What’s Cooking — Elderberries, Nature’s Flu Medicine


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What's Cooking — Elderberries, Nature's Flu Medicine

Photo: Flickr.com/photos/cobaltfish

This time of year is a celebration of family and friends with holiday parties and extravagant dinners, but you could be missing out on all of the cheer if you have the flu. Elderberries are full of antioxidants that improve immune systems, battling the flu virus as well as coughs, colds, and bacterial and viral infections. Bioflavonoids found in the elderberry juice destroy the ability of cold and flu viruses to infect a cell. This go-to folk remedy has been shown to help people sick with the flu to feel less severe symptoms and heal faster. Whether you find fresh or dry elderberries, these recipes are ideal for consuming the therapeutic berries during these colder months.

Elderberry Shrub

What's Cooking — Elderberries, Nature's Flu Medicine

Photo: Thekitchn.com

Shrub syrups, made with a vinegar-base, are all the rage. It only makes sense to have an elderberry version to build flu resistance while drinking cocktails. This shrub recipe found on The Kitchn can be mixed with spirits or seltzer water for a spritzer.

  • 1 Cup of Elderberries
  • 1 Cup of Apple Cider Vinegar
  • 1 1/2 Cups of Sugar
  • Crush elderberries with a fork in a jar. Add vinegar, and stir to combine. Cover and refrigerate for at least 24 hours, occasionally shaking the jar. Discard the solids, and measure the liquid. For every cup of liquid, use 1 cup of sugar. Combine liquid and sugar in a saucepan. Bring to a boil over medium heat, stirring to dissolve the sugar. Boil for five minutes. remove from heat and let cool. Pour into a clean jar.

    Medicinal Elderberry Syrup

    What's Cooking — Elderberries, Nature's Flu Medicine

    Photo: Homespunseasonalliving.com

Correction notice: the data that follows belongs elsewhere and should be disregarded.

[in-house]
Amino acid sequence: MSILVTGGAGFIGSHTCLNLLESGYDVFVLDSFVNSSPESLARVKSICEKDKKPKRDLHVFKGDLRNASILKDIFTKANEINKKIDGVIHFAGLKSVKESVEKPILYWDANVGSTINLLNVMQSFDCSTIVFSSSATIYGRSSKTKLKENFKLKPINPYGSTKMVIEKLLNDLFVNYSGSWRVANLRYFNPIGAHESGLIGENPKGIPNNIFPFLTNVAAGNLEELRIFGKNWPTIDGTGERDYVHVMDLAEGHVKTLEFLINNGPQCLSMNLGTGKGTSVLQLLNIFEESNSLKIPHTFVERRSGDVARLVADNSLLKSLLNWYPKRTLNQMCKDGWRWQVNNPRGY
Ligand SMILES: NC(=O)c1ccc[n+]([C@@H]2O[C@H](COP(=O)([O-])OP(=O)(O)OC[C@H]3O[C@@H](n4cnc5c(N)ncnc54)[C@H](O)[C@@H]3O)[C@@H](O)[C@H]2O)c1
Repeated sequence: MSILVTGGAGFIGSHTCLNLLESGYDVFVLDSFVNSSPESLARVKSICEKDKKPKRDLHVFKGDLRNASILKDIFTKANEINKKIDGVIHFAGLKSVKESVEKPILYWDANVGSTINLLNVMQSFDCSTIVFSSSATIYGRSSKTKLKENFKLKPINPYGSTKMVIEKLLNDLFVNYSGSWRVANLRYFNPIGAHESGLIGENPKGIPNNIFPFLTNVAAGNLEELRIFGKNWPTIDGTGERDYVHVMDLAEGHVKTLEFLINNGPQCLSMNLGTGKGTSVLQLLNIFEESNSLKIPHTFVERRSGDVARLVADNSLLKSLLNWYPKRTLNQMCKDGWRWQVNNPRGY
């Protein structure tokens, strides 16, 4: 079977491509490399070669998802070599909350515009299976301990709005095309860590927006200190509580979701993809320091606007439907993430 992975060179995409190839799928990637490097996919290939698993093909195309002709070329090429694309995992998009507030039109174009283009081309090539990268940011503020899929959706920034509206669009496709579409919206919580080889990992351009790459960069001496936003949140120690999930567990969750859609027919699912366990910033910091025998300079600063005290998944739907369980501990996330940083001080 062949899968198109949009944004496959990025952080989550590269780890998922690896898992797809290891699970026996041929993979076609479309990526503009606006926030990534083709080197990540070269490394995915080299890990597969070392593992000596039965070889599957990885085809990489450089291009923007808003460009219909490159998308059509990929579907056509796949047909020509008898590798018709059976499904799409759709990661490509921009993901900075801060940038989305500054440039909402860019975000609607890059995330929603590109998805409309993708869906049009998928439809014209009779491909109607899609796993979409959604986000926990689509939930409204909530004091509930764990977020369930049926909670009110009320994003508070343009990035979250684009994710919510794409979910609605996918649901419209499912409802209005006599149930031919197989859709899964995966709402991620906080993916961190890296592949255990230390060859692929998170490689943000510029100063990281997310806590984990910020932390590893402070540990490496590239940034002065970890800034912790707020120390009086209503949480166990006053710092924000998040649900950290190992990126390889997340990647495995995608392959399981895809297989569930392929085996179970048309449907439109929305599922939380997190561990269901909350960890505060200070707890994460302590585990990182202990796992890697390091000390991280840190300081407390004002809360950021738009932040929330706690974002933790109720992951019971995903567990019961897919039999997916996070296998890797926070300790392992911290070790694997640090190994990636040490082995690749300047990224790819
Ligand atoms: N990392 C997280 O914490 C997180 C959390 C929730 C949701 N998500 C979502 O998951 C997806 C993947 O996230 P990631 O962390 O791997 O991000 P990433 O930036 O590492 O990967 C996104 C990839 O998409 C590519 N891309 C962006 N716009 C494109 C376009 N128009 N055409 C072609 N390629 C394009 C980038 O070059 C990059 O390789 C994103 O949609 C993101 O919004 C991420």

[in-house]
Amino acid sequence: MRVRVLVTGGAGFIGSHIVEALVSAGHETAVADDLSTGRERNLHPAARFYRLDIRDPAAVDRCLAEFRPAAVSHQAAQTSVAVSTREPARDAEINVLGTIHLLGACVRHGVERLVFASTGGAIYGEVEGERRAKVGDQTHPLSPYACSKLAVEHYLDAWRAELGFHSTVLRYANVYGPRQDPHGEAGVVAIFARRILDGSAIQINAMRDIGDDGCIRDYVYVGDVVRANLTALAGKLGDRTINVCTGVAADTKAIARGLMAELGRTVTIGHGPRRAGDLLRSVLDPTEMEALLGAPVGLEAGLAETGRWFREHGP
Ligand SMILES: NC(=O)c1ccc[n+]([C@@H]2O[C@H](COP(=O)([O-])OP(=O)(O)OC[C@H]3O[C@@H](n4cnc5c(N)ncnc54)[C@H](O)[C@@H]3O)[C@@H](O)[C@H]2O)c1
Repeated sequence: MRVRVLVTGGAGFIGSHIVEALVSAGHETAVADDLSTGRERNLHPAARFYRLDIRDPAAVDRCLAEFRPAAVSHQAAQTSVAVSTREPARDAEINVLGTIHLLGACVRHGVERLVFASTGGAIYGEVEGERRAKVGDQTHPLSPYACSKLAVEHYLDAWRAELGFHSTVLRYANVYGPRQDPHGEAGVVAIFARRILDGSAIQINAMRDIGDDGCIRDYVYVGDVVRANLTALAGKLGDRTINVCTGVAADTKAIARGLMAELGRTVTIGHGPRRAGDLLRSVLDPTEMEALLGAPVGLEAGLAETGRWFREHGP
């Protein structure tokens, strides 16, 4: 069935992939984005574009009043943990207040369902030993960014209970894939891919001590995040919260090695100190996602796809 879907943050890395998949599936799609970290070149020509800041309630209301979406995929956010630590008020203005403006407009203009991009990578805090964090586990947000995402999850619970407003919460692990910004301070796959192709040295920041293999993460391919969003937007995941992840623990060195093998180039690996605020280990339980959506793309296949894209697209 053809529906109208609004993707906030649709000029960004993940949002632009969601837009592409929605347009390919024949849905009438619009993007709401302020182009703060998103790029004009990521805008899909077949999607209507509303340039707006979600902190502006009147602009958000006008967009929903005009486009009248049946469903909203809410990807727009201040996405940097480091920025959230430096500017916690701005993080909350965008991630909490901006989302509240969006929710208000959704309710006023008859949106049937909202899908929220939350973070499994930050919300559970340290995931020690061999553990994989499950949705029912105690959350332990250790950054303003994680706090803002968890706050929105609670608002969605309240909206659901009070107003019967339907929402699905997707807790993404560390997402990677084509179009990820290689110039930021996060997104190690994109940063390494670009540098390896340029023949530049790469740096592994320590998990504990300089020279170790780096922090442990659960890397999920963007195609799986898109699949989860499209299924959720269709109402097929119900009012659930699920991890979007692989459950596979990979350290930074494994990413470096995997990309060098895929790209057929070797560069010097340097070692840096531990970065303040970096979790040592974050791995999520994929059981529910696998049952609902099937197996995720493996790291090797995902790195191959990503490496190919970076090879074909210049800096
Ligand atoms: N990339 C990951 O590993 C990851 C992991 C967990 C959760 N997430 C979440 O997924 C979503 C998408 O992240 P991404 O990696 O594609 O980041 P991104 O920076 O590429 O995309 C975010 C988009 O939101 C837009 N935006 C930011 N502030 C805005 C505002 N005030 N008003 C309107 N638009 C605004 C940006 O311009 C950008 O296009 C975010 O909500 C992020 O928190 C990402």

This medicinal syrup by Homespun Seasonal Living really has everything to make you feel better when you’re under the weather. With honey, cinnamon, fresh ginger and lemon, your ailments will soon be a thing of the past.

    Start by placing elderberries in a pot with half their volume of water. Bring to a low boil, and simmer for about 2 hours or until the mixture reduces by half. Strain the berries, squeezing out the juice using cheesecloth. You want to squeeze the berries to get out as much of the juice as possible. Check out Homespun Seasonal Living to get the complete recipe.

    Elderberry Gummies

    What's Cooking — Elderberries, Nature's Flu Medicine

    Photo: Craftaholicsanonymous.net

    Getting your daily elderberry intake is easy with flavorable and fun gummies. Craftaholics Anonymous shares their immunity-boosting recipe.

    Start by infusing water with your dry or fresh elderberries. Over low heat, whisk together a cup of elderberry-infused water, 3 tablespoons of gelatin, a tablespoon of lemon juice, and a sweetener of your choice. Mix until liquid thickens to a syrup state, then pour into silicone molds. Allow to cool and solidify completely before popping them out.

    Elderberry Wine

    What's Cooking — Elderberries, Nature's Flu Medicine

    Photo: Andhereweare.net

    Looking for a more involved project? The blog And Here We Are took on the task of making elderberry wine. Start by cooking down the elderberries with water and sugar. Once cool, put the elderberries and liquid into a food-grade plastic bucket. Add additional water, a gallon of water per every three pounds of berries. Stir in a packet of red wine yeast, nutriment and lemon juice. Cover and ferment for four to five days. To get the complete recipe, head over to the And Here We Are.

    Elderberry Jam

    What's Cooking — Elderberries, Nature's Flu Medicine

    Photo: Palachinkablog.com

    This delightful jam is perfect spreading on toast and biscuits. Serve it with your favorite pancake recipe for a tasty and therapeutic addition to your breakfast. Blogger Palachinka has all the details.

  • 2 1/2 cups of Elderberries
  • 1 Cup of sugar
  • 1 Tablespoon of Lemon Juice
  • 2 Teaspoons of Vanilla Sugar
  • Place all ingredients in a large pot, stirring so the sugar can coat the berries. Cook until it boils and then continue to cook for another hour. Stir often. Remove from heat, and let cool. Once cool, blend with a hand blender gently to crush the berries. Return to the heat, and continue to cook until it thickens (but it won’t thick as much as a regular jam would). Let cool completely, and pour the mixture into clean jars.


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